8 Soaring Videos That Reach The Edges Of Earth


Editor’s note: This post was originally published by our partners at PopSugar Tech.

For a seventh-grade science project, 12-year-old Lauren Rojas reached for the stars—literally. Lauren sent a silver rocket bearing Hello Kitty and a pink breast cancer awareness ribbon high up into the Earth’s atmosphere. After the mission’s successful completion, she analyzed the effects of altitude on air pressure and temperature and will present her findings on Feb. 12 at her school’s science fair.

In honor of Lauren’s space-faring Hello Kitty, we found the most spectacular homemade stratosphere flights captured on film, featuring more toys that want to have high-altitude fun and stunning views of Earth from near space.

Want to send your own weather balloon into the atmosphere? See how these science-loving experimenters did it, put together your own high-altitude flight, and send us your videos.

A Space-Bound Hello Kitty Science Project

For her seventh-grade science project, 12-year-old Lauren Rojas of Antioch, CA, sent a Hello Kitty doll, which her father brought back from a business trip to Japan, in a silver rocket ship to the Earth’s stratosphere.

The Little Tank Engine That Could

Wanting to give his son an unforgettable adventure, filmmaker Ron Fugelseth sent his favorite toy, the never-leaves-the-boy’s-side Stanley train, to the edge of space and back. This sweet video has the best storytelling we’ve seen yet from a space video, capturing the spirit of a little silver tank engine that could.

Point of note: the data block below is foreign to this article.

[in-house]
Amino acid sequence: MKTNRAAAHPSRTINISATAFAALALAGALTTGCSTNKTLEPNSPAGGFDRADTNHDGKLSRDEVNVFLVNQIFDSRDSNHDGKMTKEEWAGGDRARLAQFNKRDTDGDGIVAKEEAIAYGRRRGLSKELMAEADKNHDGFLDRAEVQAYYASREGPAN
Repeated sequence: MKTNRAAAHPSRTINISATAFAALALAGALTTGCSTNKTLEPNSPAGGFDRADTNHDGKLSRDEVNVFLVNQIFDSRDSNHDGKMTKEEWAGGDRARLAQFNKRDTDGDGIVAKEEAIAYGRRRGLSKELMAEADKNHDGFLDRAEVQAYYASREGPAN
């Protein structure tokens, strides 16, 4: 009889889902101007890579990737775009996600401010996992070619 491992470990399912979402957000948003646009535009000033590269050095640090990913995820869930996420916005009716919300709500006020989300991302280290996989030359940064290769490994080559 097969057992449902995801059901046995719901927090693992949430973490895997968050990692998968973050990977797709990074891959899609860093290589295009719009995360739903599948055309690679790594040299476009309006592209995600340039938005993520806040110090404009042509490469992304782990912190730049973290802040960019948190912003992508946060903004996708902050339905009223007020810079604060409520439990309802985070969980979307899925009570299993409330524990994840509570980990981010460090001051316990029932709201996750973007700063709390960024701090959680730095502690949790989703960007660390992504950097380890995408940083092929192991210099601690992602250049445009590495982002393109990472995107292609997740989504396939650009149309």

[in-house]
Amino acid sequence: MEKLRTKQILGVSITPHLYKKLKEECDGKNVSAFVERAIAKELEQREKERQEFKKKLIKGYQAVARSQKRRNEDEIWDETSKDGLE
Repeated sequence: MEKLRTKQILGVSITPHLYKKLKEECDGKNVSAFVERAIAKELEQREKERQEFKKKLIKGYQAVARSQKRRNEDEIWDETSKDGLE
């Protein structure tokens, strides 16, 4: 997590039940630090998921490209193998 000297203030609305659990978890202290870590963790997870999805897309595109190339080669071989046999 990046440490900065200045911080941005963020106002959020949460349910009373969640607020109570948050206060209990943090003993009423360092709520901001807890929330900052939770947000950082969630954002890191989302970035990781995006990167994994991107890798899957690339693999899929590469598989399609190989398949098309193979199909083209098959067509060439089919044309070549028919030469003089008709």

An Upward-Bound Leg Lamp

The real star of A Christmas Story, despite its precarious and awkward size, reached 60,000 feet. We love the video’s 30-second production time lapse before the flight begins.

Toy Robots Just Want to Have Fun

A toy robot took a two-and-a-half-hour trip to near space and captured some incredible video selfies along the way. The robot reached 95,000 feet and brought back smooth and stable footage from the flight.

A Spectacular Water Landing

As a part of the Geoforum GPS convention, the Brooklyn Space Program sent this device into the upper stratosphere, and it ascended for over 92 minutes before falling back to Earth. This is the first video we’ve seen with a successful splashdown (just like real space capsules!) and safe recovery.

Sunrise From the Stratosphere

Two cameras flew to 110,000 feet at the crack of dawn and caught a stunning sweeping sunrise as a full moon set on the horizon.

The California Coast From Up Above

Launched near Davenport, CA, this balloon took clear, beautiful footage of its ascent, offering spectacular views of the California coast. During its flight, the balloon also carried GPS, pressure, accelerometer, and temperature devices.

A Step-by-Step Guide to Homemade Spacecrafts

It took eight months of research and testing by a father-son team to successfully send this homemade spacecraft up into the atmosphere. The video details their journey, from building to testing to final execution, with text captions describing altitude and wind speeds along the way.

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